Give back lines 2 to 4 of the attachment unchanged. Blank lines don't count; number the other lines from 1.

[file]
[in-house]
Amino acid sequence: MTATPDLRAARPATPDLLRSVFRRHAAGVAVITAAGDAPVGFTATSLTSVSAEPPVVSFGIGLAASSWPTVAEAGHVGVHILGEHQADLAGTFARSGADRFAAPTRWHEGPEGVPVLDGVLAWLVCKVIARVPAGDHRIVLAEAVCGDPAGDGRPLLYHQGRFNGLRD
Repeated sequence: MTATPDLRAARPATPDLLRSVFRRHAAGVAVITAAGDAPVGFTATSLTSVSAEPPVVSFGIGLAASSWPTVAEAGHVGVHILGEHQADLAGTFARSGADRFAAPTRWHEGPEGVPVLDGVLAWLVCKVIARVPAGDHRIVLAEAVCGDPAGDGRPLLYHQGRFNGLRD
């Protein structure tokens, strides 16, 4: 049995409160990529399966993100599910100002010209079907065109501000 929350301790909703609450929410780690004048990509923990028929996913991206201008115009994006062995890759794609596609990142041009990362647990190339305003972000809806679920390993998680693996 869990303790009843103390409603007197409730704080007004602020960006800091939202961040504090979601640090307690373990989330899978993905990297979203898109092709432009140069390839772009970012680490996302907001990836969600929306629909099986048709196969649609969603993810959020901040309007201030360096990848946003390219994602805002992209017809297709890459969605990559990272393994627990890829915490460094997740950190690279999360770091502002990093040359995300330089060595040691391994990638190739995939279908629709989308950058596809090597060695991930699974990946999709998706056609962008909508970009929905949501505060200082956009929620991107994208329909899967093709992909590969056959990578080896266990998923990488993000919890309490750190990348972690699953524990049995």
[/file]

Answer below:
Amino acid sequence: MTATPDLRAARPATPDLLRSVFRRHAAGVAVITAAGDAPVGFTATSLTSVSAEPPVVSFGIGLAASSWPTVAEAGHVGVHILGEHQADLAGTFARSGADRFAAPTRWHEGPEGVPVLDGVLAWLVCKVIARVPAGDHRIVLAEAVCGDPAGDGRPLLYHQGRFNGLRD
Repeated sequence: MTATPDLRAARPATPDLLRSVFRRHAAGVAVITAAGDAPVGFTATSLTSVSAEPPVVSFGIGLAASSWPTVAEAGHVGVHILGEHQADLAGTFARSGADRFAAPTRWHEGPEGVPVLDGVLAWLVCKVIARVPAGDHRIVLAEAVCGDPAGDGRPLLYHQGRFNGLRD
């Protein structure tokens, strides 16, 4: 049995409160990529399966993100599910100002010209079907065109501000 929350301790909703609450929410780690004048990509923990028929996913991206201008115009994006062995890759794609596609990142041009990362647990190339305003972000809806679920390993998680693996 869990303790009843103390409603007197409730704080007004602020960006800091939202961040504090979601640090307690373990989330899978993905990297979203898109092709432009140069390839772009970012680490996302907001990836969600929306629909099986048709196969649609969603993810959020901040309007201030360096990848946003390219994602805002992209017809297709890459969605990559990272393994627990890829915490460094997740950190690279999360770091502002990093040359995300330089060595040691391994990638190739995939279908629709989308950058596809090597060695991930699974990946999709998706056609962008909508970009929905949501505060200082956009929620991107994208329909899967093709992909590969056959990578080896266990998923990488993000919890309490750190990348972690699953524990049995």